The Annual Report for 2022 presented by ECSAT ... with some of the photographs attached to this report & highlighting emphasis imposed by The Editor, Thuppahi
An Award in 2022: The Programme Director Roshan Samarawickrama is seen receiving the award on behalf of ECSAT for The Best Skill Development Centre for Children with Disabilities in Sri Lankafrom the State Minister of Primary Health Care Dr. Sudarshani Fernandopulle. After 16 years ECSAT received this recognition which added great value to the reputation of the organisation.
Sinhalese 15, 250, 081 74. 90%
Sri Lankan Tamils 2, 269, 266 11.15%
Sri Lankan Moors 1, 892, 638 9.30%
Indian Tamils 839, 504 4.12%
Sri Lankan Malays 44, 130 0.22%
Burghers, Eurasians 38, 293 0.19%
Others 25, 527 0.13%
Total 20, 359, 439
……………………………….. Above figures are in line with figures provided by the Dept. Of Census & Statistics.
Daisy Rasammah Daniels, known popularly as Rukmani Devi(15 January 1923–28 October 1978: Sinhala: රුක්මණී දේවී) was a Sri Lankan film actress and singer, who was often acclaimed as “The Nightingale of Sri Lanka“.
She made it to the silver screen via the stage and had acted in close to 100 films at the time of her death. Having an equal passion for singing as well as a melodious voice, she was Sri Lanka’s foremost female singer in the gramophone era. After her death, she was awarded the Sarasaviya ‘Rana Thisara’- Life Time Achievement Award at the 1979 Sarasaviya Awards Festival.
The Janashakthi Book of Sri Lanka Cricket 1832-1996,edited by SS Perera for the Janashakthi organisation of the Schaffter family (Colombo, 1999) has an invaluable photograph within page 206 of the Athletes who represented Ceylon in “what was then an annual contest” (p. 205). This shot has been ‘rekindled’ for digital presentation by David Sansoni of Sydney.
The ‘discovery’ of the Lorenz Cabinet in the Royal Asiatic Society in the 1980s led me to combine with Percy Colin-Thome and Ismeth Raheem in working up this material into a plan envisaging a set of books (four volumes). The first in this projected series was drafted by me and came out in 1989 courtesy of Sarvodaya Publishing Services (within the limitations of book production in that period). This book, People Inbetween, has been out of print for quite a while.
This year the Armed Forces Remembrance Day and Poppy ceremony is due to be held on Sunday the 13th November 2022 at the Viharamahadevi park in Colombo. Since November is the month of Remembrance universally, it is commemorated world over.
Lol , This is just another lunatic who always think about skin color than anything else…no wonder south asia always remain as 3rd world…Answer is ..Sri lankan majority is much much more lighter skinned than south indians…there are many pale and very light skinned people all over the country, as well very dark people like Africans are there…50% sri lankans are light tan and 30% are dark tan and 20% are dark…i mean very dark like south indians…between that 50% light skinned people there are very fair people like europeans too .. so don’t always dnt try to make pain in the ass about skin colour …it’s so funny when indians and Bangladeshis think they are white…they are also tan people lol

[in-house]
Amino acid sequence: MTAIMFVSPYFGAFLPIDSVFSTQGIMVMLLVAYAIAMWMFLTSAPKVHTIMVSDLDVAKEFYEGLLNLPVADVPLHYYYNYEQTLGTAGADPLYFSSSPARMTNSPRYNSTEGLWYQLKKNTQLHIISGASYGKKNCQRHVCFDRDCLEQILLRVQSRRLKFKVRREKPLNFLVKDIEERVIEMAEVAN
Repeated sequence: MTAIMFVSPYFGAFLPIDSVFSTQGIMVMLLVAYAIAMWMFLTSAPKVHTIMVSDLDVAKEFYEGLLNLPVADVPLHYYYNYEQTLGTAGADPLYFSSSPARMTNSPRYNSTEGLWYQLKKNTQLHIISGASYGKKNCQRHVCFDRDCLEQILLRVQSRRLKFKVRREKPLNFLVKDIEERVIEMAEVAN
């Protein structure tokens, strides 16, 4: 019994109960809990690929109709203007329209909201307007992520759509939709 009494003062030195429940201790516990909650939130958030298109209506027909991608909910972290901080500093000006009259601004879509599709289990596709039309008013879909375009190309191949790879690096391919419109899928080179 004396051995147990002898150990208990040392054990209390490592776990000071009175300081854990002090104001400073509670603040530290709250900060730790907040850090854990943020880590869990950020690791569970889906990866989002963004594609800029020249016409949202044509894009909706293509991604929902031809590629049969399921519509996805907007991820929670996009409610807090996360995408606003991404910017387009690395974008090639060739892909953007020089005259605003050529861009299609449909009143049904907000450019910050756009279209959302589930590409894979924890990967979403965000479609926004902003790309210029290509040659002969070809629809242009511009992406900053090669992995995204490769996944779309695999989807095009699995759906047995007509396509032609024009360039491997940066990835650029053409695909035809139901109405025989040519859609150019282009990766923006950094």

ONE: A Valedictory Vale from Don Beer of the University of New England, Armidale, NSW, in 1998
Emeritus Professor S. Arasaratnam died suddenly in Sydney on 4 October, aged 68.
Sinnappah Arasaratnam was born in Navaly, Ceylon, on 20 March 1930. After taking his BA with First Class Honours at the University of Ceylon in 1951, he began the first of two stints lecturing in history at that university, before undertaking doctoral research at the University of London in 1954. Arasa, as he asked to be called, graduated PhD in 1956, returned to the University of Ceylon as a lecturer, and in 1961 took up a lectureship in Indian Studies at the University of Malaya. By 1968 he had risen to the rank of Professor of History there.
Sophie Roel in conversation with Razeen Sally on “The best books on Sri Lanka recommended by Razeen Sally”
Many visitors to Sri Lanka have been beguiled by its charms, from its hill towns to its beaches, its ancient temples to its friendly people. And yet, for a quarter of a century until 2009, it was torn apart by a brutal civil war. Here, Sri Lanka-born political economist Razeen Sally, author of Return to Sri Lanka: Travels in a Paradoxical Land, recommends the best books to get a better understanding of Sri Lanka and the complexities that make the country so fascinating to visit and read about.
Thuppahi's Blog · This web site presents the interventions of MICHAEL ROBERTS in the public realm with reference to Sri Lankan political affairs. It will embrace the politics of cricket as well. ROBERTS was educated at St. Aloysius College in Galle and the universities of Peradeniya and Oxford. He taught History at Peradeniya University and Anthropology at Adelaide university. He is now retired and lives in Adelaide.